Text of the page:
CENTRAL KALIMANTAN AT A GLANCE
Central Kalimantan is one of the biggest Provinces in Indonesia with area total 153564 km2 or one-third from total Kalimantan Island, or equal to Java and Madura Island. Most of it, is jungle (80%), swamps, rivers and agriculture land. The northern area is mountainous and difficult to reach. The central area is dense and fertile tropical forest, producing valuable commodities such as rattan, resin and the best woods. The southern area is swampy and has many rivers. The boundaries of this province are:
- North side: West Kalimantan and East Kalimantan
- Side South: Java Sea and South Kalimantan
- Westside: West Kalimantan
River has an important role people in Central Kalimantan. There is houseboat, but also have important meaning for people in transportation. Make a move out of one place to other place along the length of river to trade. Transportation facilities are limited much to the rough terrain. Central Kalimantan Province, cover one municipalities and five regencies: Palangkaraya Municipality, West Kotawaringin regency, East Kotawaringin regency, Kapuas regency, South Barito regency, North Barito regency, Administrative Town Kasongan, Administrative Assistant Kalingan, Administrative Assistant Seruyan, Administrative Assistant Gunung Mas, Administrative Assistant Pisau Island, Administrative Assistant Permata Intan, Administrative Assistant Sukamara. Central Kalimantan has a humid and hot climate.
The three big Dayak tribes who inhabit this province are Ngaju, Ot Danum, and Ma’anyan Ot Siang. Ngaju, like some other tribes, moves from one region to another. They adhere to the old Kaharingan religion, which is the form of ancestor worship, mixed with animism elements. They have seen progress. Many of them live in the towns, have enjoyed an education and they are intelligent.
The Ot Danum live in longhouses, which sometimes have as many as 50 rooms. The unique longhouse is called Betang. With approximately 6,000 people, the Ot Danum is the largest among the three tribes. They are known for their skill in plaiting rattan, palm leaves, and bamboo. Made by the women, such products are sold in many cities such as Banjarmasin, Kualakapuas, and Sampit. Like other Dayaks, the men are good hunters, using simple tools. The art of Central Kalimantan clearly bears the marks of the Kaharingan religion, which is the traditional belief of the Dayaks in the hinterland of Central Kalimantan. The building styles are the elements of the Hindus, Chinese, and Hindu-Javanese. Aside from their aesthetic properties, such products are appreciated for their magic value.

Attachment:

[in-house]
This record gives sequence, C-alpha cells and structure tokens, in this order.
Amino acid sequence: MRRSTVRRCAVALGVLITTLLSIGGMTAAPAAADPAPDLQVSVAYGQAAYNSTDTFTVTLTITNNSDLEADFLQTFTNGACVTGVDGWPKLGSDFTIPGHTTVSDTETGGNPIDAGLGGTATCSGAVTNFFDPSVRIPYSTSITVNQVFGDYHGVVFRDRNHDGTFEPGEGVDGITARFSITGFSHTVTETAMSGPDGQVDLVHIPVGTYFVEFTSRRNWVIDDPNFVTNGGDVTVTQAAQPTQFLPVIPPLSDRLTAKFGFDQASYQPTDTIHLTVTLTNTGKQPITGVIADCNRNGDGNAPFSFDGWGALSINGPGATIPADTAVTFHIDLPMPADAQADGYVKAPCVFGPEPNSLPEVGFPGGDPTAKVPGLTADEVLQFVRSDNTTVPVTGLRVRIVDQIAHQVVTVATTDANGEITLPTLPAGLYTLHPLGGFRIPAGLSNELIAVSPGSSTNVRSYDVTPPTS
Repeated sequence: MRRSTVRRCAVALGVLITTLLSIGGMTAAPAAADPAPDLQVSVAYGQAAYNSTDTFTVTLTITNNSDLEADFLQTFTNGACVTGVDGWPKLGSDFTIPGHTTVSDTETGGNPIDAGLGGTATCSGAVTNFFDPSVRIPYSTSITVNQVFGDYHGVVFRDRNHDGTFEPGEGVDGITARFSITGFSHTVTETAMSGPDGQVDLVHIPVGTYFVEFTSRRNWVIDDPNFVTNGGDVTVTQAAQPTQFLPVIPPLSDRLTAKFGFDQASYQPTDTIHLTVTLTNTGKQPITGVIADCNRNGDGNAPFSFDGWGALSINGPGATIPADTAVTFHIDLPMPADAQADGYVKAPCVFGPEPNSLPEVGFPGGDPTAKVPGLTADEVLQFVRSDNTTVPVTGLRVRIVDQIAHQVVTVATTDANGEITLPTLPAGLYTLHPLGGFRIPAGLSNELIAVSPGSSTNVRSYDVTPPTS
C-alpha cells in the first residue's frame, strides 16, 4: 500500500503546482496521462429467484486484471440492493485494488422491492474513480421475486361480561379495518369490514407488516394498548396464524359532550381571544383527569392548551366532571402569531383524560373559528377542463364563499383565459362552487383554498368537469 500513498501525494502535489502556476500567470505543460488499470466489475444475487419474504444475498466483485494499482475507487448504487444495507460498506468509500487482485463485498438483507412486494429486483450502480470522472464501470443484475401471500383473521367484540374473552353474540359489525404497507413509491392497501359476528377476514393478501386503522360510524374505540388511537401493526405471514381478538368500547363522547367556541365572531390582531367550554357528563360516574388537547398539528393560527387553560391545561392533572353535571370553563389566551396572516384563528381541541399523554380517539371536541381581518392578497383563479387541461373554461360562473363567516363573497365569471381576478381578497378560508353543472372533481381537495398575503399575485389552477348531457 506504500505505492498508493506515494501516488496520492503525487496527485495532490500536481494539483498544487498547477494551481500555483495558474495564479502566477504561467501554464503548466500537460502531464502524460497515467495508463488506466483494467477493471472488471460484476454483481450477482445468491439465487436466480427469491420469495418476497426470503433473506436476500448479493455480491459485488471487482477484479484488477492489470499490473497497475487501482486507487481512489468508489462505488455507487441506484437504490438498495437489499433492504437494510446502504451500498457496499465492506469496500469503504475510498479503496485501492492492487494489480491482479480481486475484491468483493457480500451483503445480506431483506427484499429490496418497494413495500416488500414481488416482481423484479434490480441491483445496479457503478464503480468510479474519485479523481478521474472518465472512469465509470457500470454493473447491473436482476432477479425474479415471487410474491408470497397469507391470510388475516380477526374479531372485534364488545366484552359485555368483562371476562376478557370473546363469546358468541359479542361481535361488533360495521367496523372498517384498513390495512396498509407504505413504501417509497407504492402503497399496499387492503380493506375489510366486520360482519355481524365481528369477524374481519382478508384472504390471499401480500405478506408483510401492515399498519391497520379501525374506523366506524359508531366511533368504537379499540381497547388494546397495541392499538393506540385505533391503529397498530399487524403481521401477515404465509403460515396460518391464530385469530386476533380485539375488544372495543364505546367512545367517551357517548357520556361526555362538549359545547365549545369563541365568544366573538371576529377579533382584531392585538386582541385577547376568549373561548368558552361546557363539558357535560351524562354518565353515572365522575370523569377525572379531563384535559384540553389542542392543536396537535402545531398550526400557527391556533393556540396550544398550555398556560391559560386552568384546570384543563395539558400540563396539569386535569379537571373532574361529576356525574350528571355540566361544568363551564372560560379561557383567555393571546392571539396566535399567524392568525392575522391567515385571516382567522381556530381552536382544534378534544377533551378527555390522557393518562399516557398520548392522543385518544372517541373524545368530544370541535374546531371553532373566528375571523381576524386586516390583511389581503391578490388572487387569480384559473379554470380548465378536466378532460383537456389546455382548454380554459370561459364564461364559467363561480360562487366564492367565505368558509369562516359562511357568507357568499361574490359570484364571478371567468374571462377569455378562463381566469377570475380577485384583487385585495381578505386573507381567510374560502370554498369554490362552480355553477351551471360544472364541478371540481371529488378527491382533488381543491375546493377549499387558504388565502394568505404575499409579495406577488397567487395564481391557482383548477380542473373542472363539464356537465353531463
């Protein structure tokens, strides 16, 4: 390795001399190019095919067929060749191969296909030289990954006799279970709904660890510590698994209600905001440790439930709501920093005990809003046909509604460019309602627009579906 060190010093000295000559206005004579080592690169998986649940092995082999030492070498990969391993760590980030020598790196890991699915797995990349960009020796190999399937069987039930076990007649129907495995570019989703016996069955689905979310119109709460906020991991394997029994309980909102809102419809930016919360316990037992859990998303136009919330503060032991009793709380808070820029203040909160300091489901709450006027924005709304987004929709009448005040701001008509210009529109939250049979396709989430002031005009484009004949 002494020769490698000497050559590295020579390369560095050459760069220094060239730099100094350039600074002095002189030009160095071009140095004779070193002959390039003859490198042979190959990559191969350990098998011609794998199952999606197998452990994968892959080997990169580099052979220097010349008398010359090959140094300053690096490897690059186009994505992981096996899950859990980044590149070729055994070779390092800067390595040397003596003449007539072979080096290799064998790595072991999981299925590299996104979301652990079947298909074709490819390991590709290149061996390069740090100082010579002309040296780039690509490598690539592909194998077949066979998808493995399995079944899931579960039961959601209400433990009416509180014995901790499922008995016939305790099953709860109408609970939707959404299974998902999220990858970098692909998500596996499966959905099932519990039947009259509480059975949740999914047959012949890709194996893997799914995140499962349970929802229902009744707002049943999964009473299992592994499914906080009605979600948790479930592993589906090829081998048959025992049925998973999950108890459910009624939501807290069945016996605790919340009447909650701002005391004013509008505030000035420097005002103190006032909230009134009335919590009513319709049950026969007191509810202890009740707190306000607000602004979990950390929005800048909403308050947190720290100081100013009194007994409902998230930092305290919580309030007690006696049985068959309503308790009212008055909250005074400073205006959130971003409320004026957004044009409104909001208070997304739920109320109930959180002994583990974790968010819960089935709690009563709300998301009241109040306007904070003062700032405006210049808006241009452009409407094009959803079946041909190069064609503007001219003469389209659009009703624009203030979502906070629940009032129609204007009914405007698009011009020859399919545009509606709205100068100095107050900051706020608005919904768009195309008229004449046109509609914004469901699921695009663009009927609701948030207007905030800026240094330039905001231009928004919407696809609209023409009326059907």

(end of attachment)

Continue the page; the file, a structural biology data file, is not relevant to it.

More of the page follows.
The Ngaju, the most known Barito Bayak, managed the creation of the province of Central Kalimantan. They speak different dialects of which the Kahayan has become the local dialect. Most Ngaju practice Kaharingan, or are converted to protestantism; only the Bakumpai Ngaju converted to islam over a century ago.
The branding longhouses of the Dayak are hard to find among the Ngaju. Their place is taken by communal rooms, in which meeting and rytes are held. The Ngaju belong to the best artists of Borneo. This reputation is shown in the ceremonial objects for the dead, like the wooden coffins, tombes, and sailboats and big statues.
The Ma’anyan speak a language which is almost the same with that on Madagascar. There is a lot of speculation that their ancestors crossed the sea to Madagascar in the 3rd or 4th century. This would mean that the Ma’anyan lived more close to the beach than they do today.
The different Ma’anyan communities hold contact with each other and with the cities along the Barito by periodical markets. Their most important product for trade – nice canoos made out of one piece – are loved among the Banjarese.
During wars the Ma’anyan lived in family houses in pillars, which could be as high as seven meters. Many Ma’anyan practiced the Kaharingan religion. They know complicated rytes in combination with agriculture and funerals, bring sacrifices for spirits and ask a sjaman when someone has fallen ill. On their graveyard, you can see that the Ma’anyan used to be very layered: the bone-houses of the nobility are placed more upstream, followed to the ones of the warriors, the normal population and the slaves, most downstream.